Deer hunter using a canoe to access public land for better deer hunting

Making the Most of Your Public Hunting Lands

Sam Ubl 2.28.2018

Growing up my family was neither “cash-rich”, nor “land-rich”, but we were comfortable. I was born with my father’s passion for the outdoors coursing through my veins. He took me everywhere he went, no matter the weather, it was always an adventure. When you don’t own land, but you want a place to yourself, you must go further than others are willing to go and think differently than the rest. I learned a lot growing up hunting by my father’s side, one of the greatest lessons of all was learning how to navigate public hunting lands and take advantage of the millions of acres we share in this country.

RELATED: Mapping Whitetails – Hidden Secrets of County Maps

Everyone loves a neat photo of a big buck loaded in a canoe floating down a small river with a proud hunter paddling back to the truck. It boasts a tremendous story of adventure captured in a photo, only without the words. If you have the time to make an adventure out of your hunt, using a boat to access the hard-to-reach places has been paramount to my approach behind some of my most memorable hunts.

Author, Sam Ubl, paddles out a buck taken by bow on public hunting grounds while filming with Jared Scheffler. Jared Scheffler is the owner of the hit public land hunting DVD series, Whitetail Adrenaline. You can watch this hunt unfold on the 2016 DVD release, ‘DEFIANCE’ Round 1.”

The practicality of an adventure this involved isn’t for everyone, however, and it certainly isn’t conducive to the work-life balance most people juggle daily. The adage, adventure awaits, is meaningful in that the possibility for adventure will always be there, you just need the time to make it happen.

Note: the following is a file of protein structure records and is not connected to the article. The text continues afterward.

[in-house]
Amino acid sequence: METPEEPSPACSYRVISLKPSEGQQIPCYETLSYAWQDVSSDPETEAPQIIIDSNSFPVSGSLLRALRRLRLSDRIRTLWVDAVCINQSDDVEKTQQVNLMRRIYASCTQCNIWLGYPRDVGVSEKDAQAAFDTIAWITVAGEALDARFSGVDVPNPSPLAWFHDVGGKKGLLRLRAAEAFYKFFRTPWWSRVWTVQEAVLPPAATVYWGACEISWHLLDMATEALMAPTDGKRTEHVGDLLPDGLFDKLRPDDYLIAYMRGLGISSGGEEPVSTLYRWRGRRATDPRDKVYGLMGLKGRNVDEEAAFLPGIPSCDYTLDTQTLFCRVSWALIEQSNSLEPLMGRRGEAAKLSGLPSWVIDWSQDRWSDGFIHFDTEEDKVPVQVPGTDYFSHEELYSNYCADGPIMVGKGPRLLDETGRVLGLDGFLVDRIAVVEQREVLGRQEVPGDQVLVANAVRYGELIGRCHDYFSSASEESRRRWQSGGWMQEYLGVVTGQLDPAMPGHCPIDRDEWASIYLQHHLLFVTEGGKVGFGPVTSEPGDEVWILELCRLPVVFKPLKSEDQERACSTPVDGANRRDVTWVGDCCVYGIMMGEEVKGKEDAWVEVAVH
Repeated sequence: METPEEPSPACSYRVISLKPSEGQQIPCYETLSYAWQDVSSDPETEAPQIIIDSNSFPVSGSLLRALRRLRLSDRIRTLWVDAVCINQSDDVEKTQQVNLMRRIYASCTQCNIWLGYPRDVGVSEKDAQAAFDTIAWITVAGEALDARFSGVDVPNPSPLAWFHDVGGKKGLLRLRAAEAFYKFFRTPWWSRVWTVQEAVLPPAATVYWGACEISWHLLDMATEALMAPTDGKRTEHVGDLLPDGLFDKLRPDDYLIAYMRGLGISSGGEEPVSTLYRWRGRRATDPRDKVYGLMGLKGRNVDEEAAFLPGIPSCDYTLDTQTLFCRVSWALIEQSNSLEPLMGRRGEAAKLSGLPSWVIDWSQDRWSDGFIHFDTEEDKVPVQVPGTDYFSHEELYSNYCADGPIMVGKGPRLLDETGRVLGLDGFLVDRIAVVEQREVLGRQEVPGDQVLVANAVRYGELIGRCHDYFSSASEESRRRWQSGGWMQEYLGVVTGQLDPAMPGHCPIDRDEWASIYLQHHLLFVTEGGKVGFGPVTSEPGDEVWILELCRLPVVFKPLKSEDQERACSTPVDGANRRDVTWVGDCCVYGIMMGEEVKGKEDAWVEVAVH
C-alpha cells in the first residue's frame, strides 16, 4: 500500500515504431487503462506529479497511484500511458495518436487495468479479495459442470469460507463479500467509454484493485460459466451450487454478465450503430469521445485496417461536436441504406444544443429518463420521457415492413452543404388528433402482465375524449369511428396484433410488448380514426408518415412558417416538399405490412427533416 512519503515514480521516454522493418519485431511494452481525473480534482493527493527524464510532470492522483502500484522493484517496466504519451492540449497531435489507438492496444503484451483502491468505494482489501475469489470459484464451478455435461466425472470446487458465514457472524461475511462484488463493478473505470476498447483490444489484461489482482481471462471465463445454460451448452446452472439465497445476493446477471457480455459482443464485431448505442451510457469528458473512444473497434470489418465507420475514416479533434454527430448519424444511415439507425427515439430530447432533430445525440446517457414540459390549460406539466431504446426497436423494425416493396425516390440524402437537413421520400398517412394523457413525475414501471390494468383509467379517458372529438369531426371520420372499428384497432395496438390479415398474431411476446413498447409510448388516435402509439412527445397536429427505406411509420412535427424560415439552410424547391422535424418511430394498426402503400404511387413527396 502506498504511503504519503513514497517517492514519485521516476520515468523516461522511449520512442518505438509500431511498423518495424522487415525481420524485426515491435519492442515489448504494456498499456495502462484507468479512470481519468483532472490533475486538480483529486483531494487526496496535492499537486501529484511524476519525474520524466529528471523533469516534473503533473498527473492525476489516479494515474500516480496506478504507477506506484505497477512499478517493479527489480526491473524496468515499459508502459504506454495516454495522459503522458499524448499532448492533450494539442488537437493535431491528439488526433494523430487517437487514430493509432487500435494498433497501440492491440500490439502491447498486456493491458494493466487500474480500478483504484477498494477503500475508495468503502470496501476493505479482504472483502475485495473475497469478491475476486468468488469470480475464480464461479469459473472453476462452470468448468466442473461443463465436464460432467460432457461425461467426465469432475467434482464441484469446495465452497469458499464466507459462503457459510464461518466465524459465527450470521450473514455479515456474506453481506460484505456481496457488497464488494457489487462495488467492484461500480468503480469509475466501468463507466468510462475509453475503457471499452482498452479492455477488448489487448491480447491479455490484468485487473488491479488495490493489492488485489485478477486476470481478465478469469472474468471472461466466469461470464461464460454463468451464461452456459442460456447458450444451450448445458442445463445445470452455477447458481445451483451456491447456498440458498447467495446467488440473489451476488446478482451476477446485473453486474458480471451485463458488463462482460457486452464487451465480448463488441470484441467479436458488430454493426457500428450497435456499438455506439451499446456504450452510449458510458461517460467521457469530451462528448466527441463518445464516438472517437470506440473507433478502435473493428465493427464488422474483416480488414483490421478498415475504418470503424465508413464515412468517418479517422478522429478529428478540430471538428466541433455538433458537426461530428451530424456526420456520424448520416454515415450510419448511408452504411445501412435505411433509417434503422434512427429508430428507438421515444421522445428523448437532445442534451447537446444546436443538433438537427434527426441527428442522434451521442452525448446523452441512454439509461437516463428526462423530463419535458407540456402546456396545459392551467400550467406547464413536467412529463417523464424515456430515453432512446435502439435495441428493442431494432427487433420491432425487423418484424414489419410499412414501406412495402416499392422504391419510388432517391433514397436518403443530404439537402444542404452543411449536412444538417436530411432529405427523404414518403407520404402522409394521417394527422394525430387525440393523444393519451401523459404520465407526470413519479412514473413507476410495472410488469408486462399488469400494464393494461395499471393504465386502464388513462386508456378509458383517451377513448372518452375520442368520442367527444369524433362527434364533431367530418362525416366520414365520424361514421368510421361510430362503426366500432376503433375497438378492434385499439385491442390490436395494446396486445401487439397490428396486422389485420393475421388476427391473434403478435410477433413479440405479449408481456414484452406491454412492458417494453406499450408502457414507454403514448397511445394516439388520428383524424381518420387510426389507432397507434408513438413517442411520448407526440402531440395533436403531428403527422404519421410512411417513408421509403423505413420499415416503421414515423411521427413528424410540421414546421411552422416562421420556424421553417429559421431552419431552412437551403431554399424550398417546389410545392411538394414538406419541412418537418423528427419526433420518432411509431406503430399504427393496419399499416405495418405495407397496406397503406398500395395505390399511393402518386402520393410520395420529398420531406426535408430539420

So, how does the working-class family person make the most of the limited free time they have to hit the woods?

Finding Public Hunting Land To Hunt

My home state of Wisconsin has more than 34 million acres of total landmass, with more than 5 million of those acres available to the public for hunting purposes. The Bureau of Land Management (BLM), US Forest Service (USFS), Department of Transportation (DOT), state-owned land, and Voluntary Public Access-Habitat Incentive Program (VPA-HIP), make up most of those huntable acres, but it’s your responsibility to ensure the land is open to public recreation, including hunting.

Additional opportunities for public hunting exists in smaller programs and greenways. For example, a county park may allow hunting on various sections, called greenways. These parcels are less obvious to the naked eye and occasionally unmarked, albeit they are listed on the Wisconsin Department of Natural Resources website if you do a little digging.

It seems every season a new program is unveiled that allows for public hunting in areas that have otherwise never been open to hunting in the past. An example would be a small park opening its gates to public hunting for a short calendar period as a means of herd management. These programs are the least obvious as they may only be advertised in local bulletins, a potential newspaper communication, or a post on social media.